You spend months researching the perfect new vehicle to replace the aging clunker you've been driving. Now that you have had kids, you want something safe and reliable that is big enough for family trips.
You spend hours at the dealership test driving and picking paint colors. You and your spouse decide on a cherry red Chrysler Pacifica minivan. One of the features you like is the automatic shutdown feature or Engine STOP/START System (ESS).
This feature reduces fuel consumption by stopping the engine when idle - when sitting at a stoplight - then restarting it as you need to drive forward. The V6 3.6 liter, 9-speed 948TE automatic transmission is nice too - you don't feel like a granny driving it with all that get-up and go.
The problems start
You love driving the car and decide to go on a road trip to celebrate your anniversary. It stalls on a freeway at 45 mph and almost causes a collision with the cars driving behind you.
Real life repair issues
Something similar happened to Ryan and Sarah Wildin who purchased a Chrysler Pacifica in 2017. When their practically new minivan stalled (the first time) the technician reported he could not verify the complaint and did nothing.
The Wildin's car stalled again under similar circumstances and they returned to the dealer. This time the car stalled at 65 mph and felt like the clutch was going out. Again, the technicians at the dealer could not replicate the issue. The techs performed a minor reboot of the memory system, just in case.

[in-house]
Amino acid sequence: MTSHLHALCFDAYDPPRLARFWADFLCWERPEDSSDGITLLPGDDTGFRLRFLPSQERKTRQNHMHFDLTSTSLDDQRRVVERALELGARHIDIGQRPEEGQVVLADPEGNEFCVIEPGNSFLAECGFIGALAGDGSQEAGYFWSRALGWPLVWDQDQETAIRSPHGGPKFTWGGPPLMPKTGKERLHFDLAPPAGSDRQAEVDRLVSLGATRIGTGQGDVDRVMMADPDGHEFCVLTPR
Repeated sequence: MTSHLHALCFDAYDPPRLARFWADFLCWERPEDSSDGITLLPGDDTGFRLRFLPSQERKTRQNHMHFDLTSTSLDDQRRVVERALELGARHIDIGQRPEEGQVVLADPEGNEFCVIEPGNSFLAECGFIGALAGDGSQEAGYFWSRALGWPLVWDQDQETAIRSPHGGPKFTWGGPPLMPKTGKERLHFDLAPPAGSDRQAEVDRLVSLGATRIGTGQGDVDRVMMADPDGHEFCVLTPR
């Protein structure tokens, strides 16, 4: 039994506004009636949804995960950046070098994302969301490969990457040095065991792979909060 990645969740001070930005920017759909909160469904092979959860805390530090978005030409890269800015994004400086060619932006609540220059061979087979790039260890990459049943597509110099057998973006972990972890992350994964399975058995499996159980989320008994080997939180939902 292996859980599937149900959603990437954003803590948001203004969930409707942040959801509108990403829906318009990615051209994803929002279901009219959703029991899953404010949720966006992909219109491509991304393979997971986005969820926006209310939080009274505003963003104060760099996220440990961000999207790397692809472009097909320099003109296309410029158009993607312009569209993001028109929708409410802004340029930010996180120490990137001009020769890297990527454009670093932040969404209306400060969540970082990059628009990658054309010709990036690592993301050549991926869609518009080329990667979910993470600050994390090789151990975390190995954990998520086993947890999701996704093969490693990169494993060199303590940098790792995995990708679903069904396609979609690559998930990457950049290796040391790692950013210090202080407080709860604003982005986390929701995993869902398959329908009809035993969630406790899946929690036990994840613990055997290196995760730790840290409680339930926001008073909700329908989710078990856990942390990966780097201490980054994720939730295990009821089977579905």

Class action filed
The class-action suit is now going to court. Multiple people have complained of engine stall at high speeds. Other makes of Chryslers equipped with the ESS system also seem to be experiencing engine stall.
While we won't know the resolution on this case for some time, what this story illustrates is how some manufacturing defects can literally seem like they are "all in your head." If the dealer technicians aren't able to replicate the issue, very little may be done about it. You don't even know if they are reporting the issue to the manufacturer.
Nevertheless, other people may be experiencing the same problem. Having a repair issue that just doesn't seem to be getting resolved, no matter how many times you bring your car in for repair? You might want to consult an attorney who deals with lemon law and class action defects.